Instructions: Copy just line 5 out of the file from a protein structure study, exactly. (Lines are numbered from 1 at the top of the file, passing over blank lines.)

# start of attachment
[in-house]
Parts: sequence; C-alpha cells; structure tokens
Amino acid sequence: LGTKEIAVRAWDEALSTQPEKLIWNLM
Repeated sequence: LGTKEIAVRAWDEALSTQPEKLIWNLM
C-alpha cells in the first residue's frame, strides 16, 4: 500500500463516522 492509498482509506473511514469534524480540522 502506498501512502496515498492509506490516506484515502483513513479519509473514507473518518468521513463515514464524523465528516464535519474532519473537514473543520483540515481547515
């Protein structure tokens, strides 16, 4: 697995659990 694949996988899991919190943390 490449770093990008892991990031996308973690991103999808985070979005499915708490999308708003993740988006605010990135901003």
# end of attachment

C-alpha cells in the first residue's frame, strides 16, 4: 500500500463516522 492509498482509506473511514469534524480540522 502506498501512502496515498492509506490516506484515502483513513479519509473514507473518518468521513463515514464524523465528516464535519474532519473537514473543520483540515481547515